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The Attack Was an Awful Shock ( Times Magazine)
am 3. September 2014
Thompson got the idea to write about the Hell's Angels from Carey McWilliams of The Nation, the book became a turning point in his career and catapulted him to an icon of the counterculture. Researching the cycle boys had inherent dangers because Thompson wanted to submerge himself in the action, trying to understand the gang's perspective of live - if they had one. As they normally steered way clear of the media, he was lucky to meet police reporter Birney Jarvis of the San Francisco Chronicle who introduced Thompson to the biker gang. As Jarvis was also an ex-vice president and lifetime member of the Hell's Angels, this was a golden contact. The story began for Thompson in a San Francisco dive, but from there it became unpredictable and he personally spiraled into the growing violence - until he pushed his luck too far. The book is flush with exciting tales and full-size characters, some of them unbelievable in a novel of the 1960s (first published 1966). The book is action-packed right to the end when the Angels meet the resistence of hired private gunmen, country toughs, a giddy chamber of commerce capacity crowd of bystanders, vigilantes, and fired-up cops.
Thompson not only goes behind the scenes when the outlaw cycle boys roll in hordes to their annual 4th of July outing, but back through the drama when the danger was born and presents a picture of menace, terror, depraved hoodlums roaming the California highways on stripped down Harley-Davidsons. They were far from teenagers of the homey urban gang, but adults and could strike anywhere in the state, and most remarkably: they didn't fear the police. For almost a year, he accompanied the Angels and held his ground, drinking at their bars, exchanging home visits, recording their brutalities, viewing their sexual caprices and became generally converted to their motorcycle mystique. He was so intrigued, that he feared to becoming slowly absorbed by the cycle boys however that feeling ended when a group of Angels knocked him to the ground and stomped him.
How could it happen that a gang of local motorcyclists developed into a national threat, with storm warnings going up all across the country at the mere rumor of their approach? Thompson comes to the conclusion, which is an interesting sociological comment, that much is based on the puculiar propaganda powers of the press. He is supporting his experience with official reports, newspaper articles, eyewitness accounts and comes to the disturbing conclusion that almost everything printed about the Angels is pure fiction: born of a national rape mania, the rumble take-over of a small town story-hungry editors pushed the Angels to a pinnacle of nation-wide attention and public protest.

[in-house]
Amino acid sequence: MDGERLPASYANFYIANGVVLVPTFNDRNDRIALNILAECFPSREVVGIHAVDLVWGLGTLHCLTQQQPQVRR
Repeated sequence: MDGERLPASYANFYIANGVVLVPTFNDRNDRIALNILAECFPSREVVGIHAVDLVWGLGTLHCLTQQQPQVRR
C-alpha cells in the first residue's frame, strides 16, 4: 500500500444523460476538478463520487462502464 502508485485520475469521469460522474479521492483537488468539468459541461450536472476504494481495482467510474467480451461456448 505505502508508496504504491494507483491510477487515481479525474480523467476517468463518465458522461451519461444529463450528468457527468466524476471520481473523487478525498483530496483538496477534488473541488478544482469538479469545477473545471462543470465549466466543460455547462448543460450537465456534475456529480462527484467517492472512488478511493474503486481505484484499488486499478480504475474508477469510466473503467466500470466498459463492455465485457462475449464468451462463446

As Thompson points out in his dissection of fact vs. fiction, the reports were misleading or as he puts it "incredible swill." And he launches a beautiful attack on the "New York Press Establishment" i.e., Time, Newsweek and The New York Times. The phenomenal aspect of this press was that the Angels started believing the image. They trekked to the movies to see themselves portrayed on film by Marlon Brando and Lee Marvin in The Wild Ones. They got dirtier, tougher, meaner and for a while even had a public relations man to promote their madness into some sizable cash. What Mr. Thompson tries to say is that the Angels, while not angels, are not as bad as believed. They are "mutants," a bit more misfit but actually not too dissimilar from the local fraternity on rampage. Regardless, they have the sort of repellent fascination that may find a large readership.
This book is - even more so today - a broad comment on the modern tendency to combine violence and sensationalism to achieve higher profits in the media. It is also one of the first examples of an imbedded writer-in-residence, that became famous under the label "gonzo" journalism. Thompson had his story pat when it mattered and perfected it. Following the success of Hells Angels, Thompson was a hot item and very much in demand a number of well-known magazines, including The New York Times Magazine, Esquire and the like. During the late 1960s and early 70s, Thompson also delivered in-depth reporting about the hippies of San Francisco, despising a culture that tended to forget the political beliefs of the New Left and the artistic core of the Beats. Instead they began to settle down as new agers oozing a more relaxed state of mind. After all Richard Nixon was officially ex-president not a crook and the frantic evacuation of Saigon was superimposed by the threat of killer bees.